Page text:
Martin Amis

We haven't read Martin Amis' new novel Lionel Asbo: State of England (Knopf, $25.95), but we share his fascination with that parvenu class of lottery winners who become overnight celebrities. Amis was arguably born famous but earned his subsequent literary acclaim (perhaps too much of it—one reason the Brit now resides in Brooklyn). Not so his new hero, who changes his name to the anagram for Anti-Social Behavior Order. Lionel is a petty criminal and ex-con with a soft spot for family. Suddenly transported by his windfall to loftier social circles, Lionel becomes a tabloid item with a poetess/PR expert girlfriend. Meanwhile there's a nephew with whom he enjoys a rather Pip-Magwitch relationship. The New York Times calls Lionel Asbo "a listless performance," a kind of lesser reprise of Money or London Fields. The Guardian hates it, calling the novel "depressingly bad, a stinker," but the English are always hardest on their own—particularly when they leave. But wait! There's always the user reviews at Amazon! "Astonishingly original" reads one online rave. Maybe Amis will find an equally receptive audience tonight, here in the land of Kindle. BRIAN MILLER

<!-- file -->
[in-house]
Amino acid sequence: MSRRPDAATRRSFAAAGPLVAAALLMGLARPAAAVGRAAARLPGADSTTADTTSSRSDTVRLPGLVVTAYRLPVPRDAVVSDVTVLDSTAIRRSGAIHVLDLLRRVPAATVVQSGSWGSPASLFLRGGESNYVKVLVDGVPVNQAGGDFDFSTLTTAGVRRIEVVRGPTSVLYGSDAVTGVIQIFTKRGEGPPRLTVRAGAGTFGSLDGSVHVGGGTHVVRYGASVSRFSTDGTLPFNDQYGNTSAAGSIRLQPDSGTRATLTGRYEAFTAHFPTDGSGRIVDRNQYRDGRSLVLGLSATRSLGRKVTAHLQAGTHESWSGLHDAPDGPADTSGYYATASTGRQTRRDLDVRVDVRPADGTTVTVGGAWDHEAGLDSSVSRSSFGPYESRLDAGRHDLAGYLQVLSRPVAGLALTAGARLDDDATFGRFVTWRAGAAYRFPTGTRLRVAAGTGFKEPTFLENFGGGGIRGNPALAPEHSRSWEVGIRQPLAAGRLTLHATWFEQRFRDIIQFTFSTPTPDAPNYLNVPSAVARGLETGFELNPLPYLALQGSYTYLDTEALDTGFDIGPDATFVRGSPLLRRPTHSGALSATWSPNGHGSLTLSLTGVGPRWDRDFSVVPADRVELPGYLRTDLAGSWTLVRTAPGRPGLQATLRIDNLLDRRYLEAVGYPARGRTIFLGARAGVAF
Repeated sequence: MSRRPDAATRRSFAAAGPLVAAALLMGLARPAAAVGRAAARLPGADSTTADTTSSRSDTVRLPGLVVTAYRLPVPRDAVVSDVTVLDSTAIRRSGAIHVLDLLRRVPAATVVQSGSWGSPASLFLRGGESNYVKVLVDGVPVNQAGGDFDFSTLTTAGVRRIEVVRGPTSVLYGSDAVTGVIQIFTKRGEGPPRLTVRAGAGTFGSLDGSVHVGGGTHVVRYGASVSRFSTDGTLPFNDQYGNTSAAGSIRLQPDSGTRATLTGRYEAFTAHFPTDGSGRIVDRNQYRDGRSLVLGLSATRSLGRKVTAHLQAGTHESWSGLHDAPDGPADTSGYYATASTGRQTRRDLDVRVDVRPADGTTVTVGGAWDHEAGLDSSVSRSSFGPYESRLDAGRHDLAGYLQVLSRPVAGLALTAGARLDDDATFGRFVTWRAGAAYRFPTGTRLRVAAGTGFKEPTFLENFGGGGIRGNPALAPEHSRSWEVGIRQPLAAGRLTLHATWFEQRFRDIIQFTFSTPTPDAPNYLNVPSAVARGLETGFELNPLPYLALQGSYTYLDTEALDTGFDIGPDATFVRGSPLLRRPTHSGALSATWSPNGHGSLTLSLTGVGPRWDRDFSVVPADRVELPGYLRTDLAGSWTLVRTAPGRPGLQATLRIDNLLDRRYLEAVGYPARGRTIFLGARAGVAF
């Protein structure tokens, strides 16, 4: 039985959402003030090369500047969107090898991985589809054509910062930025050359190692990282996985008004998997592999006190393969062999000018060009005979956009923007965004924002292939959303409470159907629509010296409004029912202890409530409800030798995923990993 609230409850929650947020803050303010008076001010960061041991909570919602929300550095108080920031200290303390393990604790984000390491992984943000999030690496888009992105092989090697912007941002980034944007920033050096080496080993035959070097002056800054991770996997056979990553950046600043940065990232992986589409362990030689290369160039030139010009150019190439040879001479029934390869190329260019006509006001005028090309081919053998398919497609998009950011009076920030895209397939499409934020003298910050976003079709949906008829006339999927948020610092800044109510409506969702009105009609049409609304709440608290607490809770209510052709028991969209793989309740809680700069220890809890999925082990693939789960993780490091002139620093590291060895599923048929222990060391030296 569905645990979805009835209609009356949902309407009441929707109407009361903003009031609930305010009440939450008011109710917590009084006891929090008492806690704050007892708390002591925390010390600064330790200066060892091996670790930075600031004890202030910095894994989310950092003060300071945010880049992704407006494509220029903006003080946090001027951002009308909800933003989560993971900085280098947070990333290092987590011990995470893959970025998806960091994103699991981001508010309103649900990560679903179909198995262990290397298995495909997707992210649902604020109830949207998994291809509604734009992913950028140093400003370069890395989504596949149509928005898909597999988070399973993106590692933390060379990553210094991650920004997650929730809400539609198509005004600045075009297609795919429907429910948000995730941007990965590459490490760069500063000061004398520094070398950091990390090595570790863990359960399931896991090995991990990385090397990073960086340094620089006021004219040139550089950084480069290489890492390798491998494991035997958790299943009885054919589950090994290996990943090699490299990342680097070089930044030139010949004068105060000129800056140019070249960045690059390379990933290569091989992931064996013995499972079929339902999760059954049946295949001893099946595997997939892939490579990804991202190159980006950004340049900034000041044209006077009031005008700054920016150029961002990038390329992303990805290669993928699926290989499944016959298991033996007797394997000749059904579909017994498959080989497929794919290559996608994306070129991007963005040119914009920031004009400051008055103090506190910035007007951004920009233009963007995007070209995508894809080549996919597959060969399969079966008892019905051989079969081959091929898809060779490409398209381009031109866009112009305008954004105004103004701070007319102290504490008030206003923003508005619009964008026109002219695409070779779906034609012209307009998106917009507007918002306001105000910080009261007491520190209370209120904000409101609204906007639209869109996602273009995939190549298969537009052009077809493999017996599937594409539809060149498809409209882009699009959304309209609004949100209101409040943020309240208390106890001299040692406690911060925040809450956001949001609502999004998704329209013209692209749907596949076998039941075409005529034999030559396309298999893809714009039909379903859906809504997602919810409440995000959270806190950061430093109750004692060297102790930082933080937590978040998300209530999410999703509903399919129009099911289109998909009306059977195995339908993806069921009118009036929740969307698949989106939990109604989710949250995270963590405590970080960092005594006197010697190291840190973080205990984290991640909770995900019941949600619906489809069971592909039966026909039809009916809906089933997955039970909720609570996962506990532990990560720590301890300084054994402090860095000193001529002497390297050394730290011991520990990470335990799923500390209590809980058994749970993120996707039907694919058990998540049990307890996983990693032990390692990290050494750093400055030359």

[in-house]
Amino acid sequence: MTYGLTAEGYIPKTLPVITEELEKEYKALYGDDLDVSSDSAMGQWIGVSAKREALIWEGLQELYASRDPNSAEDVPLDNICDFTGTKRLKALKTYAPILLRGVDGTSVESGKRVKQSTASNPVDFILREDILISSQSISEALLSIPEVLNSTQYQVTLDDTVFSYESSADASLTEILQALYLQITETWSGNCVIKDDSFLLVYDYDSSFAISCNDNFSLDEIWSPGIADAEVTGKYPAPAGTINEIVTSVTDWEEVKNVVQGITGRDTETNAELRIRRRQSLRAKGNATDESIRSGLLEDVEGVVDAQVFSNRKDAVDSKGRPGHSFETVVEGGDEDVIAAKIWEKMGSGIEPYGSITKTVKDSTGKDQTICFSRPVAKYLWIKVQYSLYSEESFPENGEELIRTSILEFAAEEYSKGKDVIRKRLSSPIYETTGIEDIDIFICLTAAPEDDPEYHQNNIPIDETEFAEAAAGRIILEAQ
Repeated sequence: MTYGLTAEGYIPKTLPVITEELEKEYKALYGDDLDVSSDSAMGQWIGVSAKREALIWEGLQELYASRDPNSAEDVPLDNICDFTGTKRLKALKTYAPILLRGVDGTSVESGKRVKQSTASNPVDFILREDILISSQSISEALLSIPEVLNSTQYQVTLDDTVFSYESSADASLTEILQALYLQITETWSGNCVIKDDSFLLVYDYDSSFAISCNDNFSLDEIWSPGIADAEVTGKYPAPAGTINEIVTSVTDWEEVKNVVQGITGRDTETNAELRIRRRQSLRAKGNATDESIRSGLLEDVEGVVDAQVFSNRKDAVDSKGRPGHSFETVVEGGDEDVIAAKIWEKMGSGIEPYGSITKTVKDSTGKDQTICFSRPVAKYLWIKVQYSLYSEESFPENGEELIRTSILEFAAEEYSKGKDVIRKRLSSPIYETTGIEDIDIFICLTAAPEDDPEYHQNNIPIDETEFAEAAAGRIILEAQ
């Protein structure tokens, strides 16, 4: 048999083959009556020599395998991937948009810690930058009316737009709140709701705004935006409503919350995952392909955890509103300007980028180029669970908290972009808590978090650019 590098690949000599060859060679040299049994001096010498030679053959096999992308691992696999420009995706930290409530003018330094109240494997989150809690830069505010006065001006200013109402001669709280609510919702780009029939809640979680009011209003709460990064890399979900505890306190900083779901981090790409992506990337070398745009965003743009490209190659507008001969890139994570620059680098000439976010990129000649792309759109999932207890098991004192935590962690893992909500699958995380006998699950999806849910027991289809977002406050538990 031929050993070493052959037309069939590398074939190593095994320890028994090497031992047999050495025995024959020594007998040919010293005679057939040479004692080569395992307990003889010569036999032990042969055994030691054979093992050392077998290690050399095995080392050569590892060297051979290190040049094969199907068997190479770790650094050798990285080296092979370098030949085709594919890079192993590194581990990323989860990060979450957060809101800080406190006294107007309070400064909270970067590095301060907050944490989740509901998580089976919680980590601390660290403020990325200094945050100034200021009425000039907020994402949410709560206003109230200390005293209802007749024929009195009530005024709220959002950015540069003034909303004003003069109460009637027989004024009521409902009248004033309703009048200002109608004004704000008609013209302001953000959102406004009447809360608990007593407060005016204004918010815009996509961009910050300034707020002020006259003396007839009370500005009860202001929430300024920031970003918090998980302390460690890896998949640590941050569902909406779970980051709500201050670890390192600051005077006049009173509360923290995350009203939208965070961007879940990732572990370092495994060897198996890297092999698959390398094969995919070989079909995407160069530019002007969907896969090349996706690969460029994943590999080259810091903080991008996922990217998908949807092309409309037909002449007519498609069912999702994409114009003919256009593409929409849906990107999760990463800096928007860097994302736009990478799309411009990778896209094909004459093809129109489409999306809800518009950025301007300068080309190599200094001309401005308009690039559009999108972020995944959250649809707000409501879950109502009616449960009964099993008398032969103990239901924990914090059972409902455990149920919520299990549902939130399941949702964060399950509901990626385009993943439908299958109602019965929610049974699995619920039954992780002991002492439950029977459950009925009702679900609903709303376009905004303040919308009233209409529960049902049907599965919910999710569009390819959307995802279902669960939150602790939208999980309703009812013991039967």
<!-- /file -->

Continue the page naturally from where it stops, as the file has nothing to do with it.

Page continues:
Sat., Sept. 15, 7 p.m., 2012

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